We also accept the Commission’s implicit recognition that a capacity market in which both supply and demand are inelastic will often suffer from periods of extreme disequilibrium, and see the Commission’s enthusiasm for a demand curve as a response to that problem.  However, as we have indicated above, defining the LICAP product to achieve an up-sloping supply curve could be similarly helpful and, if done correctly, could be accomplished by the market itself, not an administrative determination as required by a demand curve approach.  We urge the Commission not to foreclose consideration of this and other more effective approaches should they emerge in the hearing or through the states' efforts to provide input to the Commission.  If the Commission did not intend to foreclose this inquiry, MPUC requests clarification to that effect.  If, on the other hand, such an inquiry was beyond the scope of the hearing FERC has ordered, MPUC urges the Commission to grant rehearing and modify the scope of its hearing for the reasons discussed above.

  More specifically, we ask that the Commission: 

  1. Recognize that the states have a unique role in the fundamental policy issues and allow the states the opportunity to bring such issues  to the Commission in the most efficient way consistent with the Commission’s ex parte limitations, not necessarily through a purely conventional hearings process;


  1. Recognize the importance of having the LICAP mechanism reflect the issues of construction timing and financing discussed above;


  1. Recognize that the issue of capacity adequacy, like most issues in the competitive electric market, is ultimately a matter of balancing the interests of capacity owners and the ultimate end-users, namely retail customers; and


  1. Recognize that when a generator is also a load serving entity, it retains the same rights to CTRs as other LSEs who are not generators.


  Respectfully submitted,



  /s/ Harvey L. Reiter


Lisa Fink    Harvey L. Reiter

State of Maine  John E. McCaffrey

Public Utilities Commission  M. Denyse Zosa

242 State Street  Stinson Morrison Hecker LLP

18 State House Station  1150 18th Street, NW, Suite 800

Augusta, ME  04333-0018  Washington, DC 20036

(207) 287-1389   (202) 785-9100


Dated:  July 1, 2004  Its Attorneys






  I hereby certify that I have this day served a copy of the foregoing document by first class mail upon each party on the official service list compiled by the Secretary in this proceeding.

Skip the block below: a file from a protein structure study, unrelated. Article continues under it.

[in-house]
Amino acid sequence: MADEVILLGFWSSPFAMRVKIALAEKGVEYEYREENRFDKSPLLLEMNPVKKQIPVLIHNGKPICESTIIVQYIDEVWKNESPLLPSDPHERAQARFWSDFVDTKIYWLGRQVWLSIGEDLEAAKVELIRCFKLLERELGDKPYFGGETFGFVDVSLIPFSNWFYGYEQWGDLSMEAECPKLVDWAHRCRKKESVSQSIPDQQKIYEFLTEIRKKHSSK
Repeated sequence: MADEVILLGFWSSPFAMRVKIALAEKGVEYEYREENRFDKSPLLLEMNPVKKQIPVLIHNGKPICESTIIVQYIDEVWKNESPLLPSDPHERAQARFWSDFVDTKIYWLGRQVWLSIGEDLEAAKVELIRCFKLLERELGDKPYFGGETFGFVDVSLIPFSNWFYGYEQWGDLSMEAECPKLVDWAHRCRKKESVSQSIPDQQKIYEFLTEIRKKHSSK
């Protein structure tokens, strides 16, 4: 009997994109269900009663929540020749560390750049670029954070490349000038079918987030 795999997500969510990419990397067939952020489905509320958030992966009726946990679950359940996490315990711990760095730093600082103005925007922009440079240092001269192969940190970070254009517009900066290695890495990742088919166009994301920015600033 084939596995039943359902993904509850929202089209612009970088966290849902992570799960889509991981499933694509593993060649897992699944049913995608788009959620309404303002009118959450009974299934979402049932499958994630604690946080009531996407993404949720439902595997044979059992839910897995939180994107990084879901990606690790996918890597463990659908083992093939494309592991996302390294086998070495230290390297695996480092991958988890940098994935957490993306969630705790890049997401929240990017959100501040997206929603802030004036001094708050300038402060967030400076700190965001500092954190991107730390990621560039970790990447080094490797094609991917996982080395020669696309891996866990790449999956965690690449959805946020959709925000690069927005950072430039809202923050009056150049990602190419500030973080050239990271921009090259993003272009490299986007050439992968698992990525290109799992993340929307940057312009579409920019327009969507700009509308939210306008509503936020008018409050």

Dated at Washington, D.C., this 1st day of July, 2004.


WDCDOCS 149767v1

  /s/   Harvey L. Reiter   

[1] On June 25, 2004, the New England States Committee on Electricity, or NESCOE filed a petition for declaratory order in Docket No. EL04-112  informing the Commission of its formation as an RSC.


[2] White Paper, Wholesale Market Platform, April 28, 2003 at page 11.

[3] We accept the Commission’s determination that certain areas in New England, in particular Southwest Connecticut, have more immediate capability needs due to transmission system constraints.

[4] As the Commission there stated:

With respect to exempt off-the-record communications with non-party state agencies, the Commission takes this opportunity to clarify that it views the exempt status of such communication, and by analogy to the communications covered by the modification ordered herein, as permission to engage in such communications. In other words, by exempting them from the coverage of the ex parte rules, albeit subject to notice and disclosure, the Commission recognizes the importance of such communications to understanding better issues critical to the Federal and state governments.



[5] June 2 Order at page 18.

[6] Id. at page 30.


[7] The state of Vermont is the single exception in New England.


[8] Purely by way of illustration, one mechanism might be to have PUCs and/or local distribution companies play a greater role.  Another might be to define the LICAP product as a commitment to provide capacity for a period of years, perhaps with a balancing market to allow LSEs to alter their portfolio of capacity in response to load shifts.


[9] The MPUC’s and other requests for rehearing of the Commission’s TCA Order of December 18, 2003, are still pending.